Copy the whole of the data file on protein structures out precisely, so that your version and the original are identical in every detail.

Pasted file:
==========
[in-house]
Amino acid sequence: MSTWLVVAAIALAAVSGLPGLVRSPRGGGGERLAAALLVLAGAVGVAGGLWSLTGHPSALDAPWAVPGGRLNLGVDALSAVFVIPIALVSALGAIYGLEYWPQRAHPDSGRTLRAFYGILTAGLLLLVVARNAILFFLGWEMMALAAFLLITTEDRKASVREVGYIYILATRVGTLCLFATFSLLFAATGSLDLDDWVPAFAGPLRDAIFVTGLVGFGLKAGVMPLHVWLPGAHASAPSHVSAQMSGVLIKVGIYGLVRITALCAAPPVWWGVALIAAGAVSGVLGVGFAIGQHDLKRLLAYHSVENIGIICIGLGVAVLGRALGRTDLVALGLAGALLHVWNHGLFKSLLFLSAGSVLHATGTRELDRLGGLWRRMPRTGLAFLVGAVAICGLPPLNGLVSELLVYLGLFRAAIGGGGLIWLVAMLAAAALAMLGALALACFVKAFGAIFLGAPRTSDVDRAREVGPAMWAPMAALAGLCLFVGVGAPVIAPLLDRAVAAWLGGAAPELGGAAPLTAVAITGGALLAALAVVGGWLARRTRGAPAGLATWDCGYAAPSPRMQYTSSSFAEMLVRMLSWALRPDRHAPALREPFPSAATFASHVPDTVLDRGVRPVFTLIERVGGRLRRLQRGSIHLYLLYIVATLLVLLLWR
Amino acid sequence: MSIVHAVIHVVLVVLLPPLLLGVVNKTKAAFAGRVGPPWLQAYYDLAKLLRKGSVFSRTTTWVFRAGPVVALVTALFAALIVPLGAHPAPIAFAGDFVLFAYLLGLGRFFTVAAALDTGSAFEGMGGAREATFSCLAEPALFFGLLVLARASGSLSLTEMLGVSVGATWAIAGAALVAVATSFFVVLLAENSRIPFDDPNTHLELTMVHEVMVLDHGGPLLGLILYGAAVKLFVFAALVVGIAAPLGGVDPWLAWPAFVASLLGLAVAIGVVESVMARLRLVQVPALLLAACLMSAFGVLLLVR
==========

[in-house]
Amino acid sequence: MSTWLVVAAIALAAVSGLPGLVRSPRGGGGERLAAALLVLAGAVGVAGGLWSLTGHPSALDAPWAVPGGRLNLGVDALSAVFVIPIALVSALGAIYGLEYWPQRAHPDSGRTLRAFYGILTAGLLLLVVARNAILFFLGWEMMALAAFLLITTEDRKASVREVGYIYILATRVGTLCLFATFSLLFAATGSLDLDDWVPAFAGPLRDAIFVTGLVGFGLKAGVMPLHVWLPGAHASAPSHVSAQMSGVLIKVGIYGLVRITALCAAPPVWWGVALIAAGAVSGVLGVGFAIGQHDLKRLLAYHSVENIGIICIGLGVAVLGRALGRTDLVALGLAGALLHVWNHGLFKSLLFLSAGSVLHATGTRELDRLGGLWRRMPRTGLAFLVGAVAICGLPPLNGLVSELLVYLGLFRAAIGGGGLIWLVAMLAAAALAMLGALALACFVKAFGAIFLGAPRTSDVDRAREVGPAMWAPMAALAGLCLFVGVGAPVIAPLLDRAVAAWLGGAAPELGGAAPLTAVAITGGALLAALAVVGGWLARRTRGAPAGLATWDCGYAAPSPRMQYTSSSFAEMLVRMLSWALRPDRHAPALREPFPSAATFASHVPDTVLDRGVRPVFTLIERVGGRLRRLQRGSIHLYLLYIVATLLVLLLWR
Amino acid sequence: MSIVHAVIHVVLVVLLPPLLLGVVNKTKAAFAGRVGPPWLQAYYDLAKLLRKGSVFSRTTTWVFRAGPVVALVTALFAALIVPLGAHPAPIAFAGDFVLFAYLLGLGRFFTVAAALDTGSAFEGMGGAREATFSCLAEPALFFGLLVLARASGSLSLTEMLGVSVGATWAIAGAALVAVATSFFVVLLAENSRIPFDDPNTHLELTMVHEVMVLDHGGPLLGLILYGAAVKLFVFAALVVGIAAPLGGVDPWLAWPAFVASLLGLAVAIGVVESVMARLRLVQVPALLLAACLMSAFGVLLLVR